An assessment of the impact of home safety assessments on fires and fire-related injuries: a case study of Cheshire Fire and Rescue Service


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Abstract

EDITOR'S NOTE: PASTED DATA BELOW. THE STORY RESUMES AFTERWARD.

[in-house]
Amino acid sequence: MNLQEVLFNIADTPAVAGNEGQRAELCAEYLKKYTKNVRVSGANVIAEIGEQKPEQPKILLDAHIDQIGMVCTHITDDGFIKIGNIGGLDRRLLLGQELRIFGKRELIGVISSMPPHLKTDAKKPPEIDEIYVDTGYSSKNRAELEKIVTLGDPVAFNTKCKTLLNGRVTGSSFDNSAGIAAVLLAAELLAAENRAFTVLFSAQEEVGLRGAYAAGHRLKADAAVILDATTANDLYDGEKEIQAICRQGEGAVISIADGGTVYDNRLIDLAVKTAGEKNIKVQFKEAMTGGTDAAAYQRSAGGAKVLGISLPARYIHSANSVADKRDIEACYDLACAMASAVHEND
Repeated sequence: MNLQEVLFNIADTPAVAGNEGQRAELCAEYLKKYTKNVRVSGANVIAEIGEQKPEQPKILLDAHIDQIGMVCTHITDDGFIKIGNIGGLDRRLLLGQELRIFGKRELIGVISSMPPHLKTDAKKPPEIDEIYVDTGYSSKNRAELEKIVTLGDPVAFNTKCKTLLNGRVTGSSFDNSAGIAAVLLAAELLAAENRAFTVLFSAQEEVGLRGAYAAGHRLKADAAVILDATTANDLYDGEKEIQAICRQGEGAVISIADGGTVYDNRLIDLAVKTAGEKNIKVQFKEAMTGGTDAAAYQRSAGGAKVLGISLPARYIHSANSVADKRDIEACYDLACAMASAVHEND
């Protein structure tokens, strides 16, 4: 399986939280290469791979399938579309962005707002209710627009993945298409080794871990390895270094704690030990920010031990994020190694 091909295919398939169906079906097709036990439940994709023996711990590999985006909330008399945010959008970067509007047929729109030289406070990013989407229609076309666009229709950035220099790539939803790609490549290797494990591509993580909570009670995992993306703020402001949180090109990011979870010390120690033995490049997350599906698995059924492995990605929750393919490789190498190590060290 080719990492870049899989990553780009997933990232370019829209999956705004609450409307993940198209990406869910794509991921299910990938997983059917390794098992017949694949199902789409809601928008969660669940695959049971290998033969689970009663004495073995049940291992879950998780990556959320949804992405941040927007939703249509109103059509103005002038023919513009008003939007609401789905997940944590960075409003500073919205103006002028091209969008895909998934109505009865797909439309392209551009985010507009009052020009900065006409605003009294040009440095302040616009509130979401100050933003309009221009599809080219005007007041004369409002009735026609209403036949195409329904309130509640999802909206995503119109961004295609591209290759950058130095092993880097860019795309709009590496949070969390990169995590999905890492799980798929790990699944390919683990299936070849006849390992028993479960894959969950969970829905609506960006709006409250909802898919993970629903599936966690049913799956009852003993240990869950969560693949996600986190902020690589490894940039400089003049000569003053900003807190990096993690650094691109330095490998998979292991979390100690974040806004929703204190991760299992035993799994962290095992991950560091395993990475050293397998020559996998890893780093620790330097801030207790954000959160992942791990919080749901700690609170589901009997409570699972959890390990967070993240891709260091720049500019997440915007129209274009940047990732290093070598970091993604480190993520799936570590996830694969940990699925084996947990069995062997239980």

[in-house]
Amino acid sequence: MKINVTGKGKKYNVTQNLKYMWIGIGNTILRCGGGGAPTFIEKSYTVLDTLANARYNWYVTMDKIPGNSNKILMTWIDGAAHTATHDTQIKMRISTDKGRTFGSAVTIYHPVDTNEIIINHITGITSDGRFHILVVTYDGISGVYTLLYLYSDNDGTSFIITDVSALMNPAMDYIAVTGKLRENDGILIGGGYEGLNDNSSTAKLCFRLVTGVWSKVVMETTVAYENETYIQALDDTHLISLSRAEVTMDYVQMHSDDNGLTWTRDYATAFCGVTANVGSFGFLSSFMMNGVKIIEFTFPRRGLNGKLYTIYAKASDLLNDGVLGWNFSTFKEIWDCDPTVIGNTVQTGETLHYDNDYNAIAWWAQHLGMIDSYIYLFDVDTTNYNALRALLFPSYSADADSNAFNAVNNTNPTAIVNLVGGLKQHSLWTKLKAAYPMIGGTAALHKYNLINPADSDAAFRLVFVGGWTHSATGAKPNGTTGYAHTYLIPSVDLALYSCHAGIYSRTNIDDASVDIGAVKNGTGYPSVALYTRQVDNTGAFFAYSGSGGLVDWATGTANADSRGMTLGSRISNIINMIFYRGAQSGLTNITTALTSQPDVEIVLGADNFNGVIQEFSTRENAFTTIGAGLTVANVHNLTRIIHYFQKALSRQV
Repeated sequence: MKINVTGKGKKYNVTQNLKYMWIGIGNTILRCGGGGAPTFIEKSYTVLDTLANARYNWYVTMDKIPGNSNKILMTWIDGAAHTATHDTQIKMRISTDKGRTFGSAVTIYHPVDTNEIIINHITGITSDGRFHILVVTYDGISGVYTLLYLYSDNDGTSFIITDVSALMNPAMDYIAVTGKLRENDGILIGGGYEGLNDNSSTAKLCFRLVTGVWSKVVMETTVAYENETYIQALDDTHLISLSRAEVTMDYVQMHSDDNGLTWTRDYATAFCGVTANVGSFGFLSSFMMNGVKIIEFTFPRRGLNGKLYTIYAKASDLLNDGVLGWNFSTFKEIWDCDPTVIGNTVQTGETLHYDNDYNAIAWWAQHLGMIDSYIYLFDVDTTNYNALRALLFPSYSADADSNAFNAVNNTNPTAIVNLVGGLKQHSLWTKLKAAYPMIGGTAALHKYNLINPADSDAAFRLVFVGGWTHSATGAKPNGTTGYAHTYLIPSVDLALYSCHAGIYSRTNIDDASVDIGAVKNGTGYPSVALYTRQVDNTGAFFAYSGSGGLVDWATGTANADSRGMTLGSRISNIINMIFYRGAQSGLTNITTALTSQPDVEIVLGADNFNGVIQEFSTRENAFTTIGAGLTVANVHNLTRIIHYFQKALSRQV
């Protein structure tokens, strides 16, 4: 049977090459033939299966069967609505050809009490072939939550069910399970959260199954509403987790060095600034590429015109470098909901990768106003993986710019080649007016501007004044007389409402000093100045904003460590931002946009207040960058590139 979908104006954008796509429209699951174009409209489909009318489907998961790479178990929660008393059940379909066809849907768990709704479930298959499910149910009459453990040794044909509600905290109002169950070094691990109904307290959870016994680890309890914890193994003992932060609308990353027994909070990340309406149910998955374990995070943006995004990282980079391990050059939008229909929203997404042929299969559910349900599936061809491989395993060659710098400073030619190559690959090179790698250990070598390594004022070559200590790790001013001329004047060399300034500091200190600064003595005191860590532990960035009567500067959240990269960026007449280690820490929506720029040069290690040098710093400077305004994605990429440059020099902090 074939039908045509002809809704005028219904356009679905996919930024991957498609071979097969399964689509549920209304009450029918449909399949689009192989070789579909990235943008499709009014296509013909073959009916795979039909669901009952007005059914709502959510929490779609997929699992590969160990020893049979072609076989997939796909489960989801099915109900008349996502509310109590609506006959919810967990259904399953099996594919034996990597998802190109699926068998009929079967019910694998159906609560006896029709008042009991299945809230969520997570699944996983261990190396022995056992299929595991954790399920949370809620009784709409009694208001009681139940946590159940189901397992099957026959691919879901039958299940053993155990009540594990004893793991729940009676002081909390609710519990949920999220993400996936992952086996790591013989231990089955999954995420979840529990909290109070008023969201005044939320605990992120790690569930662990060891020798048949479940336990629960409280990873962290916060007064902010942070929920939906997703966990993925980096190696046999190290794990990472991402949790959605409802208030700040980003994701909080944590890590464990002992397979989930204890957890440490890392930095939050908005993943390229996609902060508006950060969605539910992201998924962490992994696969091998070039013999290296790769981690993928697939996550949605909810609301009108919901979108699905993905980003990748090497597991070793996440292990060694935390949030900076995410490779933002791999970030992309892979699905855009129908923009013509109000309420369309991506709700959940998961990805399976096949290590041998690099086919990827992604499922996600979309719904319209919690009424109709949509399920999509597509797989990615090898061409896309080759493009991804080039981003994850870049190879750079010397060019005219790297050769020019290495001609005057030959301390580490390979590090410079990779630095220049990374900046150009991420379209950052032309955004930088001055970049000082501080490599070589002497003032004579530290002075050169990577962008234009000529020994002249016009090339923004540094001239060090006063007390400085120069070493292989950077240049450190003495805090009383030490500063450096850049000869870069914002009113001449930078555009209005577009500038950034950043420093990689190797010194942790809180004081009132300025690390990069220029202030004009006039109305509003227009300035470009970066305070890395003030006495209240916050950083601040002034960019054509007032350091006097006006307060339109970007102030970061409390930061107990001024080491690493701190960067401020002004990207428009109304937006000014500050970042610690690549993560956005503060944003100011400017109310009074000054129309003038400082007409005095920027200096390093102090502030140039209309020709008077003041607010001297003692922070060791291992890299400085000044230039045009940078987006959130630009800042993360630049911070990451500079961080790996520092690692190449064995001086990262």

BackgroundDeaths and injuries related to fires are largely preventable events. In the UK, a plethora of community-based fire safety initiatives have been introduced over the last 25 years, often led by fire and rescue services, to address this issue. This paper focuses on one such initiative—home safety assessments (HSAs). Cheshire Fire and Rescue Service (in England) implemented a uniquely large-scale HSA intervention. This paper assesses its effectiveness.MethodsThe impact of HSAs was assessed in relation to three outcomes: accidental dwelling fires (ADFs), ADFs contained and injuries arising from ADFs. A two-period comparison in fire-related rates of incidences in Cheshire between 2002 and 2011 was implemented, using Poisson regression and adjusting for the national temporal trend using a control group comprising the 37 other English non-metropolitan fire-services.ResultsSignificant reductions were observed in rates of ADFs [incidence rate ratios (IRR): 0.79, 95% confidence interval (CI): 0.74–0.83, P < 0.001, 2002/03–2007/08 versus 2008/09–2010/11] and associated injuries (IRR: 0.49, 95% CI: 0.39–0.60, P < 0.001, 2002/03–2006/07 versus 2007/08–2010/11), but not in the proportion of fires contained to room of origin.ConclusionsThere is strong evidence to suggest that the intervention was successful in reducing domestic fires and related injuries.

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